For nearly six months following former Chairman Timothy G. Massad’s resignation from the Commodity Futures Trading Commission (“CFTC”), the CFTC operated with only two commissioners, current Chairman J. Christopher Giancarlo and Commissioner Sharon Y. Bowen. Even with only two commissioners, the CFTC was able to undertake several regulatory initiatives, including Project KISS, an effort towards simplifying the application of existing CFTC rules, and LabCFTC, an endeavor to promote FinTech innovation. However, because there were only two Commissioners, any more ambitious regulatory action has effectively been stalled. As Commissioner Bowen stated when announcing her future resignation, having “just two Commissioners makes routine business difficult, but makes important policy decisions almost impossible,” describing the situation as “intolerable.” However, that “intolerable” situation is changing.

On August 3, 2017, the Senate unanimously confirmed J. Christopher Giancarlo as Chairman (who previously had been serving as Chairman in an acting capacity), and Brian D. Quintenz and Rostin Behnam as Commissioners. Rostin Behnam, a Democrat, served as Senior Counsel to Senator Debbie Stabenow, the ranking member of the Senate Committee on Agricultural, Nutrition and Forestry. Brian D. Quintenz, a Republican, founded Saeculum Capital Management, LLC, and served as its Managing Principal and Chief Investment Officer. He was officially sworn in as a Commissioner on August 15, 2017. Although Dawn DeBerry Stump, a Republican, had her nomination as Commissioner voted out of the Senate Agriculture Committee at the same time as Quintenz and Behnam, a vote on her nomination likely will be taken up by the full Senate in conjunction with a Democratic nominee to replace Commissioner Bowen when Congress resumes its session in the fall. Thus, the CFTC may soon have a full complement of Commissioners for the first time since 2014.

With the incoming slate of Commissioners, the CFTC will be able to move forward with its regulatory agenda. Several significant rulemakings had been effectively stalled while the CFTC operated with only two Commissioners. This includes the rule on Position Limits for Derivatives (“Position Limits Rule”), which has undergone several proposals since 2012, and which was re-proposed by the CFTC in December 2016. The agenda also includes Regulation Automated Trading (“Reg. AT”), which was first proposed in November 2015, and which was supplemented in November 2016. Under the leadership of Chairman Giancarlo, it is likely that any final rules in these areas will look much different than the current proposals. As to the Position Limits Rule, for example, although he expressed general support for the proposal, Chairman Giancarlo noted that some areas of concern “have not been as well addressed” as others. As to Reg. AT, Chairman Giancarlo dissented from the issuance of the supplemental proposal. Noting that the supplemental proposal was issued because the original proposal “missed the mark,” Chairman Giancarlo took issue, among other things, with the highly prescriptive nature of the rule, the burdensome reporting requirements, and the proposed ability of the CFTC to obtain source code without a subpoena. Also looming on the horizon is the potential reduction of the de minimis threshold for determining whether an entity is a swap dealer. Currently, if an entity’s swap dealing activity has a gross aggregate notional value of less than $8 billion over the prior twelve month period, it will not be considered a swap dealer. On December 31, 2018, absent action by the CFTC, the de minimis threshold will automatically drop to $3 billion, potentially capturing many more entities. Chairman Giancarlo has previously warned of the risk of setting the de minimis threshold too low, and has advocated that the CFTC “follow Congress’s clear instruction and keep the registration threshold at $8 billion.”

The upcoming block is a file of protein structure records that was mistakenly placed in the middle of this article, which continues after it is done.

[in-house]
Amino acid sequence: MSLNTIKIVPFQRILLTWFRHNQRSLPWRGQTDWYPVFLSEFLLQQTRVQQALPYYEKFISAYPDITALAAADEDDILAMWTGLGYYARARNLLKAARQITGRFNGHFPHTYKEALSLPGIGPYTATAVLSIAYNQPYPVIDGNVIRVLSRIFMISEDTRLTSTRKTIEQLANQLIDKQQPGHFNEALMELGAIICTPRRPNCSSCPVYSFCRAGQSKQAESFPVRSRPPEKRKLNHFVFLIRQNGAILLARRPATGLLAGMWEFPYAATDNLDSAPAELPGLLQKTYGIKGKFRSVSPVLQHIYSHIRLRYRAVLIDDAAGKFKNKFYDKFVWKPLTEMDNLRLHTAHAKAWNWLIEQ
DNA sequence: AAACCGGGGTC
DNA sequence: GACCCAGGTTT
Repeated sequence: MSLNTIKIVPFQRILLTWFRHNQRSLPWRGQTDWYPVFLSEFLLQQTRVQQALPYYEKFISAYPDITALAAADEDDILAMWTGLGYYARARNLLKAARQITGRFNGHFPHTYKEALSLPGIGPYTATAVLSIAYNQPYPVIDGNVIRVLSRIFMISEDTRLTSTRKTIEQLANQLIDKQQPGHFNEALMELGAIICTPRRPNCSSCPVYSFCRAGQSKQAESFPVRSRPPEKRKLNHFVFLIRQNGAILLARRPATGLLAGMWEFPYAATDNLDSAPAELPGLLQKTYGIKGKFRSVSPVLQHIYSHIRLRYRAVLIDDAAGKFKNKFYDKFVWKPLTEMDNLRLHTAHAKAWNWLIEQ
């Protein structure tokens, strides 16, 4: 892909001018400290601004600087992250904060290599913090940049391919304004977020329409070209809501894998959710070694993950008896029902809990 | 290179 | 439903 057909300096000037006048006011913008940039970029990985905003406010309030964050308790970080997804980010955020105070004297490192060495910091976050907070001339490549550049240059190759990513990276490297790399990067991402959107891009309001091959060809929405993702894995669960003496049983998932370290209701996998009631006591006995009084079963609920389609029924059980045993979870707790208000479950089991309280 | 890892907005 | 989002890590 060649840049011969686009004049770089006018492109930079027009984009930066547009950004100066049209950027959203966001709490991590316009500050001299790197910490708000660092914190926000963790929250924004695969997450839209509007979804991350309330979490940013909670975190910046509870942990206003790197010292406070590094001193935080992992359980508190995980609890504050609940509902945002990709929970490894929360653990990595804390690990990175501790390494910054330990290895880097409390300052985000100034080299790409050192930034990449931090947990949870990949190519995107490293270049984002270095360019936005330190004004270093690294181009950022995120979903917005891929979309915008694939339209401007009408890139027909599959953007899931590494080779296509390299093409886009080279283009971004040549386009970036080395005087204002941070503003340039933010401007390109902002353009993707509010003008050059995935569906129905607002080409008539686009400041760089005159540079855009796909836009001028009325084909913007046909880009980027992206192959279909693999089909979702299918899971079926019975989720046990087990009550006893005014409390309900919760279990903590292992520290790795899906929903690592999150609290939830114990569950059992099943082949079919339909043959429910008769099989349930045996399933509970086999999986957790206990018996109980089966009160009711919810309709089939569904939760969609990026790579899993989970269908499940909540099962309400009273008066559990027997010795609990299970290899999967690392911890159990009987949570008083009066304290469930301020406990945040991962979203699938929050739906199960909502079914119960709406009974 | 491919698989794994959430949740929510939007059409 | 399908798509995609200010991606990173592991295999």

Chairman Giancarlo will also soon be able to move forward with his articulated vision for regulatory reform at the CFTC. As we have noted before, Chairman Giancarlo has been a vocal critic of several aspects of the CFTC’s currently regulatory framework, noting in a recent podcast that the CFTC’s “rulebooks are still written for a 20th century analog world.” Perhaps most notably, he has long called for reform of the CFTC’s swaps framework, arguing for example, that CFTC swaps rules that limit execution methods stifle innovation and unnecessarily limit the flexibility that is a necessary feature of the swaps market. Chairman Giancarlo has also criticized the CFTC’s cross-border approach, arguing that its substituted compliance analysis improperly emphasizes identical implementation, rather than the “consistent” implementation agreed upon by the G20. Market participants can expect to see action in these, and other areas in the months and years ahead under a reconstituted CFTC.